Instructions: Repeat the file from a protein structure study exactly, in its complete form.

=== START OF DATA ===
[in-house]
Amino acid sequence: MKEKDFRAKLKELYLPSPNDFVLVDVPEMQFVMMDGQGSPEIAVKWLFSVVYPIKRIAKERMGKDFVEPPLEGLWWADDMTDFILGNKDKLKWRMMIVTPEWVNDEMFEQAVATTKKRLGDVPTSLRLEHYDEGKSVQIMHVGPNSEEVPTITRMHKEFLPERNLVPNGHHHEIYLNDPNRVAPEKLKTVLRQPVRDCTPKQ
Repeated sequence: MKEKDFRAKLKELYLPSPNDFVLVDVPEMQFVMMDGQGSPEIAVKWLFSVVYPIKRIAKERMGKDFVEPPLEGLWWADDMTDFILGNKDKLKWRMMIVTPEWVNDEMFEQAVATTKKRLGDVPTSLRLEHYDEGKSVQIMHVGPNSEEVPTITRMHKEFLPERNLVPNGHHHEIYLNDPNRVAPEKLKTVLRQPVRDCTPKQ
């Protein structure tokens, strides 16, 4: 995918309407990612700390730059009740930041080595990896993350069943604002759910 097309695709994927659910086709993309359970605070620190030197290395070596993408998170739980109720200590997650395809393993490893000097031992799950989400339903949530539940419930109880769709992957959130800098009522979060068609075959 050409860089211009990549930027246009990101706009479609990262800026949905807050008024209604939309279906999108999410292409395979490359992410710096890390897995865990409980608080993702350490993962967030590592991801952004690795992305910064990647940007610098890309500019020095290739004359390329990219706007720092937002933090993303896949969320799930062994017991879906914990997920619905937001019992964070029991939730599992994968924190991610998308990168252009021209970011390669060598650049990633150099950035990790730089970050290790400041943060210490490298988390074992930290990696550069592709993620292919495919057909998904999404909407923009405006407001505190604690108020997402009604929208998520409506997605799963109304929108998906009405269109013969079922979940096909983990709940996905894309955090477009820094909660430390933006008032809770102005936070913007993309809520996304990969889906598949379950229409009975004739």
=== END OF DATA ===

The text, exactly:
[in-house]
Amino acid sequence: MKEKDFRAKLKELYLPSPNDFVLVDVPEMQFVMMDGQGSPEIAVKWLFSVVYPIKRIAKERMGKDFVEPPLEGLWWADDMTDFILGNKDKLKWRMMIVTPEWVNDEMFEQAVATTKKRLGDVPTSLRLEHYDEGKSVQIMHVGPNSEEVPTITRMHKEFLPERNLVPNGHHHEIYLNDPNRVAPEKLKTVLRQPVRDCTPKQ
Repeated sequence: MKEKDFRAKLKELYLPSPNDFVLVDVPEMQFVMMDGQGSPEIAVKWLFSVVYPIKRIAKERMGKDFVEPPLEGLWWADDMTDFILGNKDKLKWRMMIVTPEWVNDEMFEQAVATTKKRLGDVPTSLRLEHYDEGKSVQIMHVGPNSEEVPTITRMHKEFLPERNLVPNGHHHEIYLNDPNRVAPEKLKTVLRQPVRDCTPKQ
């Protein structure tokens, strides 16, 4: 995918309407990612700390730059009740930041080595990896993350069943604002759910 097309695709994927659910086709993309359970605070620190030197290395070596993408998170739980109720200590997650395809393993490893000097031992799950989400339903949530539940419930109880769709992957959130800098009522979060068609075959 050409860089211009990549930027246009990101706009479609990262800026949905807050008024209604939309279906999108999410292409395979490359992410710096890390897995865990409980608080993702350490993962967030590592991801952004690795992305910064990647940007610098890309500019020095290739004359390329990219706007720092937002933090993303896949969320799930062994017991879906914990997920619905937001019992964070029991939730599992994968924190991610998308990168252009021209970011390669060598650049990633150099950035990790730089970050290790400041943060210490490298988390074992930290990696550069592709993620292919495919057909998904999404909407923009405006407001505190604690108020997402009604929208998520409506997605799963109304929108998906009405269109013969079922979940096909983990709940996905894309955090477009820094909660430390933006008032809770102005936070913007993309809520996304990969889906598949379950229409009975004739």